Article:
African swine fever prevention comes down to one thing: biosecurity

Strict biosecurity and accurate movement data needed to stop African swine fever
calendar icon 31 August 2022
clock icon 5 minute read

African swine fever (ASF) was first detected in Africa and by 2007 had spread to the Caucasus region of the Republic of Georgia. In 2014 it spread into the European Union and then into China in 2018. ASF has now been identified in 73 countries, said Dustin Oedekoven, chief veterinarian at the National Pork Board.

In July 2021 the disease was identified in the Dominican Republic, marking the first time it has been identified in the Western Hemisphere in many decades. “The disease continues to spread globally, not only into new regions, but unfortunately spreading within regions as well,” Oedekoven noted.

The proximity of the US to the Dominican Republic and Haiti, along with a better understanding of the dynamics of the disease in the Dominican Republic, raises concerns for the US swine industry, he said. However, while there are some specific risks associated with people moving in and out of the island of Hispaniola, it’s the high number of global travelers that is a threat in and of itself, he added.

Border inspections increase, but biosecurity is key

“The thing that we continually learn is that biosecurity is the most important thing we can do to prevent the spread of African swine fever,” he said. 'Most of the investigations about the spread of ASF into a new country or region typically find biosecurity issues as the cause of the transmission,” he added.

The US Customs and Border Patrol is increasing its inspections at seaports and airports to prevent ASF contaminated products from contacting the US swine population, Oedekoven said.

“But the number one thing we need everybody at the farm level to do is go back and reevaluate those biosecurity plans and ensure that good biosecurity has been implemented on every farm,” Oedekoven noted. “There’s a need for better biosecurity on our farms, whether that's in people movement, pig movement or feed movement.”

Biosecurity may sound like a buzzword, but it is the biggest thing producers can do to prevent the introduction of not only ASF, but any pathogen to their farms, he said.

In recent months in the US there has been an increase in endemic diseases like PRRS and circovirus on pig farms.

“That's somewhat of an indicator that we may have more work to do in evaluating our biosecurity plans,” Oedekoven said.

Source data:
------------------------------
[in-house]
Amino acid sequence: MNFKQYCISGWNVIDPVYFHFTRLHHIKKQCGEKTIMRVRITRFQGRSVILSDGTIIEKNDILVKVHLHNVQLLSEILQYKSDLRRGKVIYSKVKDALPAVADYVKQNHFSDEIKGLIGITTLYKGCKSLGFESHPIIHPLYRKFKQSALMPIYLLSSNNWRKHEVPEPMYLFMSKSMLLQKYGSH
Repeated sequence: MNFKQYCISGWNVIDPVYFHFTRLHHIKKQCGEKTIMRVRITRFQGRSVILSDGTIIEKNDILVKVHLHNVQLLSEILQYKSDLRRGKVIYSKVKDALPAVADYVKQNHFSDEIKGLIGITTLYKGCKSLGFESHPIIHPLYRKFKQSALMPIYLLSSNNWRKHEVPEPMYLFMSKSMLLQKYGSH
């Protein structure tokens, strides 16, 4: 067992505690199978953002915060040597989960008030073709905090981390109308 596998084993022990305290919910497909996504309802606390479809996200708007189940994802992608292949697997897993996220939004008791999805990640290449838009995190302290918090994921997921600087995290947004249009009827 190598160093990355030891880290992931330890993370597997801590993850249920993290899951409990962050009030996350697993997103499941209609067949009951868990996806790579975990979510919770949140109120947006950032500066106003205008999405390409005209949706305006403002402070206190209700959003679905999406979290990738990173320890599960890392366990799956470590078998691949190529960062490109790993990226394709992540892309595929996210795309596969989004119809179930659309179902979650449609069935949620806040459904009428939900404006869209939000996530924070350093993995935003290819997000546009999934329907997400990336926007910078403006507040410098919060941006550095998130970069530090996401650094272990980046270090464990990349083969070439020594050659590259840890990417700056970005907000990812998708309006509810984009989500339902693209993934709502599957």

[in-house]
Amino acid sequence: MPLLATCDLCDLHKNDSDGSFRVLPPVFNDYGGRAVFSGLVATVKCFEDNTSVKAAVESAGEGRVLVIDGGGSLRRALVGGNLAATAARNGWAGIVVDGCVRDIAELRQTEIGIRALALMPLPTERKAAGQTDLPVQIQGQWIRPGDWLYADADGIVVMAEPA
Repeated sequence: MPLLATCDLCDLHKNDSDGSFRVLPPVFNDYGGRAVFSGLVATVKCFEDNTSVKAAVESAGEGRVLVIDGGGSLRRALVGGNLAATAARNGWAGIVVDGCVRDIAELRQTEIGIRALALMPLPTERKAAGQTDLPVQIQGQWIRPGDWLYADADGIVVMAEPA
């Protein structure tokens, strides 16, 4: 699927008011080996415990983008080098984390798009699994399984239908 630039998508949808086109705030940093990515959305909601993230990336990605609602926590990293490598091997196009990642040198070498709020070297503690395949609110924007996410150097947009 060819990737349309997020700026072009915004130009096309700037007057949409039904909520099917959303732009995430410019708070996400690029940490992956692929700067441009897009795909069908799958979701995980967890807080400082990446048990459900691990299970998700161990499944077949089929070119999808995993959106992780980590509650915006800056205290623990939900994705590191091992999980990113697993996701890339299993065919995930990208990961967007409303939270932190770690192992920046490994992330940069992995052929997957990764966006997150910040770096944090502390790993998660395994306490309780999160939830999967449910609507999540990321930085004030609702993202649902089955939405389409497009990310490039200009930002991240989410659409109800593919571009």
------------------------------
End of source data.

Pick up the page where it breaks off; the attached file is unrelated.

“It's really important that producers work with their veterinarian to develop a site-specific biosecurity plan, because what may be important on one farm to prevent the transmission of disease may not be the most important thing on another farm,” he explained.

Producers must determine the risks of pathogen introduction within the farm as well as externally, to prevent bringing diseases onto the farm. If there are multiple sites associated to a farm, disease spread must be prevented between those sites, he noted.

Oedekoven said that pig producers have an important resource in the Secure Pork Supply Plan (www.securepork.org) to help them develop an enhanced biosecurity program. He encourages producers to work with a veterinarian to develop their own secure pork supply plan.

Pig movement data

There are millions of pigs in transit in the US at any one time, because the industry is built around just in time movement to the next production segment, Oedekoven said.

Therefore, he encourages farm level producers to create an AgView account (www.agview.com). AgView is a National Pork Board funded database with pig movement data that can be shared with animal health officials in the event of a foreign animal disease outbreak.

“The reason that animal health officials need that information is to quickly respond to the finding of a foreign animal disease and allow for continuity of business for farms that are not affected,” he said.

When it is known where the infected sites are and where the ones are that have not been exposed, it's easier to get the permitting process going for allowing pig movement.

“But it's important to have that data in place ahead of time,” he noted.

On AgView, producers enter pig movement data to be prepared for a foreign animal disease outbreak. The data in AgView is kept private, Oedekoven emphasized. This data is shared with state or federal animal health officials only if needed in the event of a foreign animal disease outbreak.

There are permissions the user agrees to regarding when and how that data is shared, “but it's really important that the data exists and that it's kept in a standard format, so that decisions can be made quickly,” he added.

72-hour ‘stop movement’

The USDA has stated that if ASF is detected on a US pig farm, all pig movement in the country will immediately stop for 72 hours. Once the disease situation is assessed, pig movement should be able to resume to some extent. Having updated pig movement, the data available provides national and state government officials the tools needed to quickly get the industry back in production, Oedekoven said.

The 72-hour ‘stop movement’ period is about as long as the industry can stay still and minimize pig welfare issues, based on space and feed availability, he said. Farrowing barns, piglets needing to be weaned and adult pigs needing to be moved, will all be affected. Therefore, it will be urgent to get pigs moving as quickly as possible, he added.

A strong biosecurity program is and will remain the number one protection for pig farms against ASF. But if it does get into the US, having the pig movement data from producers will help get the industry back on its feet quickly, he concluded.

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